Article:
We can d**n well demand to have transit questions answered before a design is finalized, including yours. Even A+ isn’t final in that regard, and this fact is a clear planned cost overrun item. McGinn’s negotiation position is both technically smart and financially sound.

      BTW, do you know Carl Jackson, the Union rep to the Dow’s committee?

      1. McGinn is also talking about a vote for extending Light Rail to Ballard. My theory is that he wants a run from Ballard to 520 and let it end at the other end of the bridge. Let Kirkland & Bellevue vote in the rest of the connection.
        (Which I believe they would given half a chance seeing tracks end at their end of the bridge.)

      2. Yes, going from Ballard to the SR-520 bridge probably has merit (allowing conveinent transfers from all those north/south bus routes across north Seattle) but at horrendous impacts to the local communities. I really hate to bring it up again, with all its deserved baggage, but that corridor across north Seattle might be easier to build with monorail technology than with light rail…

      3. I don’t see much difference between monorail and elevated light rail in terms of construction costs or local impacts.

        Furthermore I don’t see anyone in Ballard, Freemont, Wallingford, or the University District being terribly happy with the idea of elevated transit stations in the middle of their neighborhood business districts.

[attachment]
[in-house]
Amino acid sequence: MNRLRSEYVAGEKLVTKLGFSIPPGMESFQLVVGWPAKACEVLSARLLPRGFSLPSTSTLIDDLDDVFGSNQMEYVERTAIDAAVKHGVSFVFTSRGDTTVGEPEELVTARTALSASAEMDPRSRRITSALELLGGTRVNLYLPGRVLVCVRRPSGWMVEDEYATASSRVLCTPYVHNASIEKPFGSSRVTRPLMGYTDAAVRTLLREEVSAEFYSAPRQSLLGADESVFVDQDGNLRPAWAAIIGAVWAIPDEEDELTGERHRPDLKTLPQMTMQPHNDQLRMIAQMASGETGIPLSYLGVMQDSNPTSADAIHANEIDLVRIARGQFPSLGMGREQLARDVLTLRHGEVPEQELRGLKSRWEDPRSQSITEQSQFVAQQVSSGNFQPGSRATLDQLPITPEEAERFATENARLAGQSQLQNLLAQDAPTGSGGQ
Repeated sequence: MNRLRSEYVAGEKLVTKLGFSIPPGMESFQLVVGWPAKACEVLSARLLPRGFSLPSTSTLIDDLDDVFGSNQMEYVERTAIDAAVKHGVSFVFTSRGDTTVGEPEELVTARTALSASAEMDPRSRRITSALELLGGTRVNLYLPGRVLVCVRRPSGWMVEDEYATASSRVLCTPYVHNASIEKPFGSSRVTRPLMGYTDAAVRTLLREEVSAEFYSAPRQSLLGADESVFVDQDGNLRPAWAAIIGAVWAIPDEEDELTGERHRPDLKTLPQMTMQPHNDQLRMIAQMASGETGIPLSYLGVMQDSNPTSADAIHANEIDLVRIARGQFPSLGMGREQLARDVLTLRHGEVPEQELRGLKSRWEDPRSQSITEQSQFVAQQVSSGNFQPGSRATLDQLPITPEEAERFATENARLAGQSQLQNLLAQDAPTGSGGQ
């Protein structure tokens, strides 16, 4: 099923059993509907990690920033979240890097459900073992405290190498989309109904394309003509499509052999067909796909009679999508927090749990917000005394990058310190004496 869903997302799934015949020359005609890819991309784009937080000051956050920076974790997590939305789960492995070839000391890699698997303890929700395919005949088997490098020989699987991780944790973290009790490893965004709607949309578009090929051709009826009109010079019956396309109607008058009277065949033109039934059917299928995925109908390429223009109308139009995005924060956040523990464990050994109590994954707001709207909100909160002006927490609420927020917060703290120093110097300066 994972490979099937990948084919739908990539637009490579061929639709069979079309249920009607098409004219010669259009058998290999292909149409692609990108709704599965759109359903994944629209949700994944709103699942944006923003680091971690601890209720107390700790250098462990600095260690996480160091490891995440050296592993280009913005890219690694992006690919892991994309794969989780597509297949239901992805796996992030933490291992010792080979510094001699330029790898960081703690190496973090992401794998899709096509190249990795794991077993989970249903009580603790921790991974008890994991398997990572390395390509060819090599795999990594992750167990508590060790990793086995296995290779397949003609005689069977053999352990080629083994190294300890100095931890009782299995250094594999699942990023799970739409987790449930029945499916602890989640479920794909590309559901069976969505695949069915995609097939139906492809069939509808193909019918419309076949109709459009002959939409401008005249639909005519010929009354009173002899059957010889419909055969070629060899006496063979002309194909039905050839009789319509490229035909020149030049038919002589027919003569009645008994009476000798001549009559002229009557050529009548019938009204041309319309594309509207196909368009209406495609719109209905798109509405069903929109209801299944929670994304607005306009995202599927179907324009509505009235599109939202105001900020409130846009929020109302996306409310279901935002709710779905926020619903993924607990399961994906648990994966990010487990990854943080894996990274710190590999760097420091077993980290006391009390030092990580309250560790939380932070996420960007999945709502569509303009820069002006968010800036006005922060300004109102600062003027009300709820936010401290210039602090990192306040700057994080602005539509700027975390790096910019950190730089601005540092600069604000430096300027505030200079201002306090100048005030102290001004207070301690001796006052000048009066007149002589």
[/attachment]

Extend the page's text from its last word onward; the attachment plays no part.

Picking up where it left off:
4. Boring a tunnel is not that big a deal. You could bore into the hillside southwest of NE 45th St. viaduct and west of 25th Ave., provide a cut-and-cover station in the sea of parking between 11th and Brooklyn north of the Meany Hotel on 45th St., with a transfer to North Link there, then continue the bore west to Wallingford.

        There are a couple of zones in Wallingford where a station might fit with reasonably low impacts. You could continue this bore to Fremont; if you emerged where it levels out west of Fremont and ran at grade into Ballard, it’s a 3 mile tunnel and a system that connects to almost every north-south bus in North Seattle. At $300 million a mile plus 3 underground stations at $150 million a pop and some other infrastructure it’s maybe $1.5 billion in raw construction costs, by this back of the envelope calculation.